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tv   Nightly Business Report  PBS  July 7, 2014 6:30pm-7:01pm PDT

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. this is "nightly business report" with tyler mathieson and susie garin. >> now what with dow 17,000 in the rear view mirror, one long-time market watcher says there is very little that can prevent stocks from going higher. summer stock sale. how and where bargain hunters are finding value now even at these lofty levels. missing the bulls eye, three things retirement savers into ed to know about those popular target funds that most don't. we have all that and more on a monday business report for monday, july 37th. >> good evening, everyone, welcome, thursday came the fireworks. today it was the fizzle that followed last week's sizzle. stocks sold off mildly after the pre4th of july parade the record
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high, yes, the dow did stay above 17,000 for a second day and the s&p did remain a day or two's rally from the 2,000 mark, this summer day on wall street was one for reflection and maybe taking chips off the board t. dow lost 34 points to finish at 17,024 t. nasdaq was down 34, its biggest one-day drop in a month and the s&p 500 slid 7 or about .4 of a percent. some consider whether the average is too high and tthe da modest decline can be what bearish market watchers are expecting. they expregs pressed discomfort with current sky high stock, rather. >> these very strong stockmarket prices are in a sense a victim of the weak economy, not a sense we are about to have a strong recovery to our real economy.
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>> he pointed to the nation's growing income inequality as another reason for a weak economic recovery. byron weeks sees things differently. he says all the commission around the world are doing well. that's why he is very bullish on stocks right now. he is chairman. it's so nice to have you on the program again, it's been a while sense we talked to you. so, you know, so many people came back to work today with second thoughts ability investing in stocks. but you are very bullish. you also say stocks are very cheap right now. tell us your thinking. >> well, i don't think i said they're cheap. i said they're fairly valued and can go higher. the market is a selling at a reasonable multiple. a little above the long-term median and earnings estimates are $115 of the s&p 500, which is the index i watch. they i think earnings co go to
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20 times the multiple can go to 20. >> that would put the market at 2,300. so i think we could reach that sometime this year early next year. >> the first half has been pleasant, not blockbuster. you think the second half will be better? >> i do. the first half wasn't bad. for all, for a negative 23.9% first quarter to have the first half up 37% on the s&p 3500. i think we can do better than that. that would be 15 percent on the year. that would be terrific after 16% year and a 29% year. >> so, byron, i found that your asset allocations very intrigueing. you said that 45%. we will go through this quickly. 45% of long equities in the u.s. and fawn u.s., 30% in alternatives like hedge funds, private equities, things like that. you have some ifled go, some if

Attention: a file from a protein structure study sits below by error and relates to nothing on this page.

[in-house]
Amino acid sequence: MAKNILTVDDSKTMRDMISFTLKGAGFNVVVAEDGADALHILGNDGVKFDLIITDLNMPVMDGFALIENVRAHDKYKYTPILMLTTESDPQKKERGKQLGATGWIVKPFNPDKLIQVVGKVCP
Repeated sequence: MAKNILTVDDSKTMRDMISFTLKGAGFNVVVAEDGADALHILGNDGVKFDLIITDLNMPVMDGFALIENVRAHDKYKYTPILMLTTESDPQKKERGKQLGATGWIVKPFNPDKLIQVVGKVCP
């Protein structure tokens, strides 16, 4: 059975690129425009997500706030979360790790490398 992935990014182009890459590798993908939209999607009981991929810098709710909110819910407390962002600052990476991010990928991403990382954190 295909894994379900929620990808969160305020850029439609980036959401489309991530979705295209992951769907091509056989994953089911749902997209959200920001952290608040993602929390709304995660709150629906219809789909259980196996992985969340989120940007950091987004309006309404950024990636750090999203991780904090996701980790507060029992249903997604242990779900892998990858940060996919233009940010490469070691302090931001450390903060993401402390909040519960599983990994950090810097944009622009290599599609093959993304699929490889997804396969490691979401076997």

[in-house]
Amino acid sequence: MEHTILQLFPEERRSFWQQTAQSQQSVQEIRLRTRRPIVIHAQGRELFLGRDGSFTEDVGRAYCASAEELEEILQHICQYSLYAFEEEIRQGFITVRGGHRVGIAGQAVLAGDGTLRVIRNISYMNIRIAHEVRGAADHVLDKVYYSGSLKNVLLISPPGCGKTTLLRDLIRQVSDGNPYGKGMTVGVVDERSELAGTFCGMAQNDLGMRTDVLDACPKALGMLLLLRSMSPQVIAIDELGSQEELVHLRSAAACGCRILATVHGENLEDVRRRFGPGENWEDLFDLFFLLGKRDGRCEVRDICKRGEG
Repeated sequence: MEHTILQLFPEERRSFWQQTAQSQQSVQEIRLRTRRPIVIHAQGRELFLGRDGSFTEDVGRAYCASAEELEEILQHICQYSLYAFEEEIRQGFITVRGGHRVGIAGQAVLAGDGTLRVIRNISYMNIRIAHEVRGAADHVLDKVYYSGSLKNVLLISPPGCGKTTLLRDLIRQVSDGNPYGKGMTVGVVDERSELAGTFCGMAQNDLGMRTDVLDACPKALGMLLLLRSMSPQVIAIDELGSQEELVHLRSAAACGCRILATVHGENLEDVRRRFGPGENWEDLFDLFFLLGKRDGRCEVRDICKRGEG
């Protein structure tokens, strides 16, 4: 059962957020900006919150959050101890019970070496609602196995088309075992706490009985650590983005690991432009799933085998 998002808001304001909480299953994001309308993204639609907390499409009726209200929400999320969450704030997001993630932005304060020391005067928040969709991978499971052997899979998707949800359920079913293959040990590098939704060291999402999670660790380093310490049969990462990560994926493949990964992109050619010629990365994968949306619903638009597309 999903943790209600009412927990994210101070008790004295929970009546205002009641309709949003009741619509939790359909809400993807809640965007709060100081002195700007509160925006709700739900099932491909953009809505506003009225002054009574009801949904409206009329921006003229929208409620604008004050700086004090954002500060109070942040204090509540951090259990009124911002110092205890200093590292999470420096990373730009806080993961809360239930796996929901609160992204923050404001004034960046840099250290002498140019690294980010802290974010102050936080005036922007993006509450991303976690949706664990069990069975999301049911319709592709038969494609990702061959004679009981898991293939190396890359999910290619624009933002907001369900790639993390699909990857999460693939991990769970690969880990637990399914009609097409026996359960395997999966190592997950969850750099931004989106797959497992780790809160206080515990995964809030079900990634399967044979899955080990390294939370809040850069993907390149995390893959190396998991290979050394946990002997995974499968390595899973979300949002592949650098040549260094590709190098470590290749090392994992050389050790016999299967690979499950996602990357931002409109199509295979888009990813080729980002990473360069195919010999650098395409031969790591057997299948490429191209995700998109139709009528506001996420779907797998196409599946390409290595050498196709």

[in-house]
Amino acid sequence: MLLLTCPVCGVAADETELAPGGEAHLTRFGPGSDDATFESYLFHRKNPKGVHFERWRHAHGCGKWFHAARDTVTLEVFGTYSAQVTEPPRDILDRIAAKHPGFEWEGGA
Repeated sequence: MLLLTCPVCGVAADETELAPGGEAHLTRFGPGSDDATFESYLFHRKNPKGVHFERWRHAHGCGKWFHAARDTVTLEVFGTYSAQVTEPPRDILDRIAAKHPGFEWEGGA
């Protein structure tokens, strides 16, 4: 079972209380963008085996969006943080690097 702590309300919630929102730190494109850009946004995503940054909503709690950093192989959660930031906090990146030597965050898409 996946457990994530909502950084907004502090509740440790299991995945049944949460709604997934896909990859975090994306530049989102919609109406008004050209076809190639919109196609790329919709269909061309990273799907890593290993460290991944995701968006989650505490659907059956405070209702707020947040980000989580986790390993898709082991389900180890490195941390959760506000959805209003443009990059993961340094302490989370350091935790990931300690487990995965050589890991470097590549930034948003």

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agriculture commodities. no treasury, no traditional corporate bonds, which you are in very high yield debt. tell us quickly what you are thinking. >> i think the equity market is reasonably priced and can go higher. i think the band market is overpriced, especially quality bonds and treasuries. so i think yields are probably going to rise there. and that would cause a loss in whatever assets you have in quality fixed income and i think that valuations arise for equities. i think you can make money in equities and lose money in bonds and that's why i have a virtually all equity portfolio. >> you are a fearless predictor, most of the time seven or ache of ten predictions come true. what would cause you now to change your rather rosey view of the stockmarket? >> okay. well, first of all, tyler, you give me more credit than i deserve. there's usually five or six of them that work out. they are surprises, not
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predictions. they are events i think that have a probability of happening but they're not a sure thing. i think what would unsettle me is if the geopolitical framework we are operating in really heated up. i think iraq is going to be divided into three parts. i think iran is going to move away from its nuclear development weapons development program. i don't think china is going to go to war in the south china sea. i think putin is going to be patient in ukraine and so, you know, that's a pretty thing when viewed of the four major geopolitical events take place around the world. if i were dead wrong about that and one of them interrupted into a major conflagration, then i'd have to think about my view. >> it's very reassuring to hear those global hot spots, are you not so worried about them. what about them here in the u.s.? a lot of people are skeptical about the u.s. economy, we get